Elmhurst and Pacific Foods are two of the main brands that provide hazelnut milk. JOI also provides a Hazelnut Oat Plant Milk Base if you want to create your own hazelnut milk. 

Pea Milk

Pea milk — surprisingly – does not taste like peas and is actually a good substitute for the taste of dairy milk due to its neutral flavor and lack of an aftertaste. When it comes to steaming, pea milk works for foam and latte art due to the high protein content. However, some brands fare better than others and pea milk can (on occasion) separate from the coffee. 

If you’re looking for protein in your non-dairy milk, pea milk is an excellent option since it has a higher protein content than other alternatives – up to 8 grams a cup. Some brands of pea milk are fortified, allowing them to be high in potassium, vitamin B12, and omega-3 fats. 

Peas typically require a lower amount of water than many other crops, reduce the need for artificial fertilizer, and fixes nitrogen into soil. 

Ripple and Sproud are two popular brands of pea milk. Sproud offers a barista-style milk that steams and blends into coffee well, while Ripple works as just a splash of flavor in black coffee. 

Macadamia Nut Milk

Macadamia nut milk has a slightly sweet flavor and creamy texture that complements coffee, and barista edition macadamia nut milks can be steamed and frothed.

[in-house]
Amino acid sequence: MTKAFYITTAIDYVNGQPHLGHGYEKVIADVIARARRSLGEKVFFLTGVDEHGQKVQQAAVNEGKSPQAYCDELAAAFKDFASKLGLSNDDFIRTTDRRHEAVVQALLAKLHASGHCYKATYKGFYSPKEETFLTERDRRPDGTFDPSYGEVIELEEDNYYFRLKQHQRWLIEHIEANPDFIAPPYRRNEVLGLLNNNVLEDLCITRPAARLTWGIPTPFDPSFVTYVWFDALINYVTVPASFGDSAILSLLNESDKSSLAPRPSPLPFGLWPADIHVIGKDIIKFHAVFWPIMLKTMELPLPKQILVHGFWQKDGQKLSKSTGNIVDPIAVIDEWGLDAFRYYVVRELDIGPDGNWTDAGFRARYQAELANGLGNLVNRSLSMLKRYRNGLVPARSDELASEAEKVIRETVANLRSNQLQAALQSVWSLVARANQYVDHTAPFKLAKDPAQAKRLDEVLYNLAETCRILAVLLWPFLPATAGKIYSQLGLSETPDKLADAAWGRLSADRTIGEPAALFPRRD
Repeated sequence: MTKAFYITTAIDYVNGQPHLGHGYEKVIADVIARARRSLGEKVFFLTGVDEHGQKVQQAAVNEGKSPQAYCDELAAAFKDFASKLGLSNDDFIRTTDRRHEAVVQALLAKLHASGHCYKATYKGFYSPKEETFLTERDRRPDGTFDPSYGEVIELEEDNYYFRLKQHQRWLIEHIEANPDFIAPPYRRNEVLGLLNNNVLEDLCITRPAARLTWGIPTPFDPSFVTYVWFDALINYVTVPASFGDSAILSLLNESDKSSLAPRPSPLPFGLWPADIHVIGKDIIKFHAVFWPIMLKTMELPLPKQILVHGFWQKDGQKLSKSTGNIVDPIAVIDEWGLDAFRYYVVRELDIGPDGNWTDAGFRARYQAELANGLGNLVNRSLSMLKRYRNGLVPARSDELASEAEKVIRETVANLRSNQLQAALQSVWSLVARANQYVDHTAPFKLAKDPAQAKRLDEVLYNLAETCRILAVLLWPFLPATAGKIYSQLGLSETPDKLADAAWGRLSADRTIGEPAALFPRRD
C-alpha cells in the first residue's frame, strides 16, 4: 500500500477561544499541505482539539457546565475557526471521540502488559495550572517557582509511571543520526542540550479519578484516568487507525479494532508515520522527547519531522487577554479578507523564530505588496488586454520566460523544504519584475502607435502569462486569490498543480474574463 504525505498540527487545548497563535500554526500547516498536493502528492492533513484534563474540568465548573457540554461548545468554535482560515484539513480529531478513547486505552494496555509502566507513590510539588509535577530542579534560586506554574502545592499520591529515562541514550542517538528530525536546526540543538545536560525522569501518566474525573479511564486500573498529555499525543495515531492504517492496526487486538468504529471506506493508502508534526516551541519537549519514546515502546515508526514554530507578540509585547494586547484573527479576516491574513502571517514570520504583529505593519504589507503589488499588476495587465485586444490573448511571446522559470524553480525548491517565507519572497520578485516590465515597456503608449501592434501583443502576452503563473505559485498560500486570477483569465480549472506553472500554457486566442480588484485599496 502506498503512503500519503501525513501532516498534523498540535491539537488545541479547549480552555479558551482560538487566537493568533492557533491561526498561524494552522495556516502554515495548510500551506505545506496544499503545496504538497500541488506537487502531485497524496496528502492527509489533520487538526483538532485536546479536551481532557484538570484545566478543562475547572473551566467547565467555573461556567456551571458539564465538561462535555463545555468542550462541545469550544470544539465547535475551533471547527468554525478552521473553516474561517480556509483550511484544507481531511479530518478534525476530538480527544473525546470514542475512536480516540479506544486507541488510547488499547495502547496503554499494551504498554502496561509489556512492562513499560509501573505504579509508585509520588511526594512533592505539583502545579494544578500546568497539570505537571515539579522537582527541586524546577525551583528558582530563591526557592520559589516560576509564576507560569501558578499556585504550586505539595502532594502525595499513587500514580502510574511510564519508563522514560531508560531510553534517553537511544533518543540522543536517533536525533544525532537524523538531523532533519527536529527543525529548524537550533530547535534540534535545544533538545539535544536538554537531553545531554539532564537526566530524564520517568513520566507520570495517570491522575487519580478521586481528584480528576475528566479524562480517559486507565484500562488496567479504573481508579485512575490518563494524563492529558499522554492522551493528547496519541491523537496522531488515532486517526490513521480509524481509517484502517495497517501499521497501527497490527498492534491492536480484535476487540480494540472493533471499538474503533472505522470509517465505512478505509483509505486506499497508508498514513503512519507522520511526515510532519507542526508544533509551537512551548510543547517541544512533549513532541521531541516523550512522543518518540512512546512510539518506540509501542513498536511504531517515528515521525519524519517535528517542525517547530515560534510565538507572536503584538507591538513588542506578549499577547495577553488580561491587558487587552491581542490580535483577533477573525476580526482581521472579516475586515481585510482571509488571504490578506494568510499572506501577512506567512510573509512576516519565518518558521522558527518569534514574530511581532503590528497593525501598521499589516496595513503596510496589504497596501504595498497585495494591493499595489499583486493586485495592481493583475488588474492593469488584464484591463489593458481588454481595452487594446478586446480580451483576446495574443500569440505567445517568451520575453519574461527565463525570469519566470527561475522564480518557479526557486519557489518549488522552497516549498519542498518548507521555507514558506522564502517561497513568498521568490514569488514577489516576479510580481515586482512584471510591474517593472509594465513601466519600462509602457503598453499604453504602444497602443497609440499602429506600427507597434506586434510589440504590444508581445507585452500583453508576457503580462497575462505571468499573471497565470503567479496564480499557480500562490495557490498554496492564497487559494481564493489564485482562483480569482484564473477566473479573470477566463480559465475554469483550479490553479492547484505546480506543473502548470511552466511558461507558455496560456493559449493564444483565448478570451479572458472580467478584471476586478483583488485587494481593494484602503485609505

Macadamia Nut milk is high in healthy fats and it’s a good source of vitamins and minerals, such as vitamin A, E, B6, calcium, iron, manganese, potassium, and thiamine. 

Macadamia nuts are considered moderately sustainable as long as pesticides are not used, although it uses a significant amount of water. 

Milkadamia is the most well-known brand of macadamia nut milk, offering several flavors and sweetness levels.

Potato Milk

This one might sound strange, but it’s one of the newest alternative milks on the market. Taste-wise, it has a slight vegetal and bitter flavor, but it has a creamy texture that can be steamed and foamed. 

Potatoes are one of the more environmentally friendly crops, and use less land than oats and less water than almonds. 

Potatoes are full of antioxidants and essential nutrients, along with being gluten-free. Potato milk comes with these benefits and may also be fortified (depending on the brand). 

Currently, potato milk isn’t available in the US, but Dug – a new brand created in Sweden – is available in European markets (and soon to be offered in the states). Dug offers original, unsweetened, and barista editions for those who want a splash of flavor or foam in their coffee.